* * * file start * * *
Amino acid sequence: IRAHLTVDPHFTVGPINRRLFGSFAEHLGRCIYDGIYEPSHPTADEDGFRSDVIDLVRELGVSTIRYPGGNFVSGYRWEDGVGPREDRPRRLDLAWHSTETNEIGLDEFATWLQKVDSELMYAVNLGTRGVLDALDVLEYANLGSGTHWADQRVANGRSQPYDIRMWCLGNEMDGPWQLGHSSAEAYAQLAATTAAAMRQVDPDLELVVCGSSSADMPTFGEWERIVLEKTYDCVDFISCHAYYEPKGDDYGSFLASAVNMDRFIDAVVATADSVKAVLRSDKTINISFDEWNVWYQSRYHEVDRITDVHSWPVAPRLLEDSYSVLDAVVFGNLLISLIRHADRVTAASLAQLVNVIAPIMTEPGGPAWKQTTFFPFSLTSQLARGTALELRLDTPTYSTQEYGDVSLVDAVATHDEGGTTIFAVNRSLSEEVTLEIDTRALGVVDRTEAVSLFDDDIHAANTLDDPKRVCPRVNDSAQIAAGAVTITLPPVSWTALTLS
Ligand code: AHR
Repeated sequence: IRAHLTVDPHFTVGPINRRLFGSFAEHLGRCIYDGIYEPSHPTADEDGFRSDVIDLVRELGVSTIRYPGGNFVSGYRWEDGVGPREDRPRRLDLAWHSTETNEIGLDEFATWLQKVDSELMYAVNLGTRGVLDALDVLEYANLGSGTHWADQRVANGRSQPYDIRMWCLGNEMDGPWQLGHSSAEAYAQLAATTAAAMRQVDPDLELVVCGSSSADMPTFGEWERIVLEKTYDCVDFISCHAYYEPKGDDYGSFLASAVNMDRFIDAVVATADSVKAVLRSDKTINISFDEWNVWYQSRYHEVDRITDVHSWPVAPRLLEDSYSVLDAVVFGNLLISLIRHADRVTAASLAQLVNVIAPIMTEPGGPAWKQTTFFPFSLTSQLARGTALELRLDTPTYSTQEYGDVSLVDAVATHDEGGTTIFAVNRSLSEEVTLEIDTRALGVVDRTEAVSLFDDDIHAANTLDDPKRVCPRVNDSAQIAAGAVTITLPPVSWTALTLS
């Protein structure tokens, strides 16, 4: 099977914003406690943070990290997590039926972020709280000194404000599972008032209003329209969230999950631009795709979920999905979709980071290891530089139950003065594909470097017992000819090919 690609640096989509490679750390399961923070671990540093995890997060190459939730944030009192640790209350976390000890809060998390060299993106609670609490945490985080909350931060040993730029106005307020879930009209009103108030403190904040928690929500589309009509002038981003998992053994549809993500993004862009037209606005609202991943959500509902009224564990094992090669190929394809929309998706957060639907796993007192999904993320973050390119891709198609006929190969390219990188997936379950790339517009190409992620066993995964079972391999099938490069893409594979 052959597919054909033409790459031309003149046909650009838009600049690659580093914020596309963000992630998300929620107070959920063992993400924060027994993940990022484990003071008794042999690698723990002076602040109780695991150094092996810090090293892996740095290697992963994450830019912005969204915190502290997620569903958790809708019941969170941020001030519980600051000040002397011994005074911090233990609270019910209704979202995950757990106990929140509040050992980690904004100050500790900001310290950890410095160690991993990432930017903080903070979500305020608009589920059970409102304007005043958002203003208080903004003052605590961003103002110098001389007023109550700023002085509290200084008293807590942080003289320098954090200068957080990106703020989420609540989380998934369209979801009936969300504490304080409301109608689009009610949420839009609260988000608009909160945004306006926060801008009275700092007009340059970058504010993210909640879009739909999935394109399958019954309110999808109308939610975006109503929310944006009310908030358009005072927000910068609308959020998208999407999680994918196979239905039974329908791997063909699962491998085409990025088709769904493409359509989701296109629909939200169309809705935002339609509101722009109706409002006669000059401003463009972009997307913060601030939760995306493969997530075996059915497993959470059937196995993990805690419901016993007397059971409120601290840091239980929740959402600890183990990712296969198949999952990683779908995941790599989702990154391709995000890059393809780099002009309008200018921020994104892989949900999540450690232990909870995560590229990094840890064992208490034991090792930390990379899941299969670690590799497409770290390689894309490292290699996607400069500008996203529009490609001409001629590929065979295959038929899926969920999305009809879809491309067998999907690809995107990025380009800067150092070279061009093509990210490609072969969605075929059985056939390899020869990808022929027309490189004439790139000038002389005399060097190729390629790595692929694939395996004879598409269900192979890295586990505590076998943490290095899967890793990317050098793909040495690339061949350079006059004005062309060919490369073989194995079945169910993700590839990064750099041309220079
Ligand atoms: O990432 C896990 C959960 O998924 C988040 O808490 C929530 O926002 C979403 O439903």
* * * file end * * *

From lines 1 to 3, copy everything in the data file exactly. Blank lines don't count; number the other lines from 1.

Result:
Amino acid sequence: IRAHLTVDPHFTVGPINRRLFGSFAEHLGRCIYDGIYEPSHPTADEDGFRSDVIDLVRELGVSTIRYPGGNFVSGYRWEDGVGPREDRPRRLDLAWHSTETNEIGLDEFATWLQKVDSELMYAVNLGTRGVLDALDVLEYANLGSGTHWADQRVANGRSQPYDIRMWCLGNEMDGPWQLGHSSAEAYAQLAATTAAAMRQVDPDLELVVCGSSSADMPTFGEWERIVLEKTYDCVDFISCHAYYEPKGDDYGSFLASAVNMDRFIDAVVATADSVKAVLRSDKTINISFDEWNVWYQSRYHEVDRITDVHSWPVAPRLLEDSYSVLDAVVFGNLLISLIRHADRVTAASLAQLVNVIAPIMTEPGGPAWKQTTFFPFSLTSQLARGTALELRLDTPTYSTQEYGDVSLVDAVATHDEGGTTIFAVNRSLSEEVTLEIDTRALGVVDRTEAVSLFDDDIHAANTLDDPKRVCPRVNDSAQIAAGAVTITLPPVSWTALTLS
Ligand code: AHR
Repeated sequence: IRAHLTVDPHFTVGPINRRLFGSFAEHLGRCIYDGIYEPSHPTADEDGFRSDVIDLVRELGVSTIRYPGGNFVSGYRWEDGVGPREDRPRRLDLAWHSTETNEIGLDEFATWLQKVDSELMYAVNLGTRGVLDALDVLEYANLGSGTHWADQRVANGRSQPYDIRMWCLGNEMDGPWQLGHSSAEAYAQLAATTAAAMRQVDPDLELVVCGSSSADMPTFGEWERIVLEKTYDCVDFISCHAYYEPKGDDYGSFLASAVNMDRFIDAVVATADSVKAVLRSDKTINISFDEWNVWYQSRYHEVDRITDVHSWPVAPRLLEDSYSVLDAVVFGNLLISLIRHADRVTAASLAQLVNVIAPIMTEPGGPAWKQTTFFPFSLTSQLARGTALELRLDTPTYSTQEYGDVSLVDAVATHDEGGTTIFAVNRSLSEEVTLEIDTRALGVVDRTEAVSLFDDDIHAANTLDDPKRVCPRVNDSAQIAAGAVTITLPPVSWTALTLS